By appropriate selection of the number and size of cells and the module size, the module-to-module connections can be made all on the outside of the cell rack assembly. Thus, as is shown, the module-to-module connections shown generally at 22 in FIG. 2 are all on the outside.

As best shown in FIGS. 2 and 4, each cell module 12 includes a top plate 24 and a bottom plate 26, both of which are identical in the illustrative embodiment, corner support members 28, and central support members 30. As was the case with the top and bottom plates, the corner and central support members can be identical in construction so as to simplify inventory control. If inventory simplification is not an issue, these components, of course, need not be identical. The corner and central support members 28 and 30 define therebetween a pair of cell-receiving areas 32 and a central access area shown generally at 34. In accordance with one aspect of this invention, access to the central access area 34 may be achieved from either side or, in the illustrative embodiment, through the openings 36 and 38 in the top plate 24 and bottom plate 26, respectively. Accordingly, ready access is provided to the terminals of the cells which face the interior of central access area 34. Accordingly, when checking for the voltage or for any other reason, access to that terminal side is relatively straightforward.

Pursuant to another aspect of the present invention, cell retention means are provided to securely hold the cells in place. To this end, as best shown in FIG. 2, the sides of the cells 40 are secured in cell covers 14. Each cell cover 14 comprises a cell retention area shown generally at 42 and an attachment area 44 for mounting on the cell module 12. In the illustrative embodiment, attachment area 44 of the cell cover 14 includes holes 46 (FIG. 2) aligning with holes 48 (FIG. 4) in support members 28 and 30 which may be attached together by bolts, as is shown in FIGS. 1 and 2.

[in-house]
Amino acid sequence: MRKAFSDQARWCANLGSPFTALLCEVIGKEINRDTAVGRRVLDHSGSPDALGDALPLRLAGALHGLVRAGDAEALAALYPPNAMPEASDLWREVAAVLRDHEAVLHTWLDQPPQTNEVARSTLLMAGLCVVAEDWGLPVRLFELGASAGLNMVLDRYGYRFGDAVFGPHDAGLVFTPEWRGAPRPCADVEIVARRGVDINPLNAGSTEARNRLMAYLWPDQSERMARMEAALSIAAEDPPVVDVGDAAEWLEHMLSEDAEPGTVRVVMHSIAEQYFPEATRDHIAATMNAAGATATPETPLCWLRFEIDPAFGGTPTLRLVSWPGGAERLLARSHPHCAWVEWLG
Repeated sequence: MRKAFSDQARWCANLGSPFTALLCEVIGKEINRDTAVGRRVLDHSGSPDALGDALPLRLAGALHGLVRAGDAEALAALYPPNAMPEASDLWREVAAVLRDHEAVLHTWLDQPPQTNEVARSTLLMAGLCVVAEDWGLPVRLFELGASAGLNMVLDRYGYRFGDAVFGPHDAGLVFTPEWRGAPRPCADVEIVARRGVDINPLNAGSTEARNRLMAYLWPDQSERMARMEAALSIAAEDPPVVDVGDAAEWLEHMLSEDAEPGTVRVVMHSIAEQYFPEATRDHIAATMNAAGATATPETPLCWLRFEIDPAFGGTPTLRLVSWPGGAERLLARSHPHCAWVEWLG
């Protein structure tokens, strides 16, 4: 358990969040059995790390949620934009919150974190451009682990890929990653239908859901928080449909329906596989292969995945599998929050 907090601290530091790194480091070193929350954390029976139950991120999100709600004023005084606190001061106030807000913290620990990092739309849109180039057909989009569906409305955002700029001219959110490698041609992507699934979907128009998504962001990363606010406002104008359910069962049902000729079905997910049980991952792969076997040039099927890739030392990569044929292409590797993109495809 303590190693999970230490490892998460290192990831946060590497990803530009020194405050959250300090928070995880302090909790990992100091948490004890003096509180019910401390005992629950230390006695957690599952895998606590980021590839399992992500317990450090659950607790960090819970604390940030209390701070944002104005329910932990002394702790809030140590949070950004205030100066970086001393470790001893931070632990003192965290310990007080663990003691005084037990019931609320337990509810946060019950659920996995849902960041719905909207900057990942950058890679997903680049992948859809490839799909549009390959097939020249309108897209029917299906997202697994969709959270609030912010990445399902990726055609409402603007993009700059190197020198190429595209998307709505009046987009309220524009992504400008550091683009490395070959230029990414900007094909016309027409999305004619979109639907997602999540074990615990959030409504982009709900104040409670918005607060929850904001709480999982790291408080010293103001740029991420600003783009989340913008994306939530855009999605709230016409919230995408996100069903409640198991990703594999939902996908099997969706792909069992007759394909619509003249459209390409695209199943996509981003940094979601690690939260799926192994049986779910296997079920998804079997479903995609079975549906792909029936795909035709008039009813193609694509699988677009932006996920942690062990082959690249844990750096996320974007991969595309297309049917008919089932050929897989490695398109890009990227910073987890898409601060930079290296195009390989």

Any means of attaching the cell covers 14 to the cell module 12 may be utilized, and a number are known. The principal requirement is that the attachment be strong enough to securely hold the cell covers in place when loaded with the cells and in the case of a seismic event. It will, of course, be generally desirable to use attachment means such as bolts that are readily able to be detached, to facilitate maintenance, replacement of a cell and the like. However, if desired, rivets or the like could be utilized as well.

As is apparent, it is the cell covers that retain the stacked cells in the desired position. The depth of the cell retention area 42 can be varied as is necessary to satisfactorily hold the cells in position. It has been, however, found adequate to maintain a depth of about one-half to one inch or so.

The end wall dimension of the cell retention area 42 depends upon the height profile of the cells being retained. In the illustrative embodiment, the cell covers 14 are sized to provide an area that retains three cells. Given the weight of the individual cells, it will generally be preferred to house no more than three cells in a single cell cover. However, if desired for the particular application, fewer or more cells can be retained.

As may be appreciated, the cell rack assembly of the present invention is designed to be utilized with cells having terminals, one positioned on one end wall and the other on the other end wall, as in the hereinbefore-identified co-pending Shaffer et al. application. Commercially available cells of this type have a height of about 2.29 inches, an end wall width of about 16.35 inches and a length that varies from about 10.22 to 14.99 inches. However, as may be appreciated, the present invention may be used for housing other cells or batteries of a similar general configuration (i.e., having terminals positioned on the opposing end walls).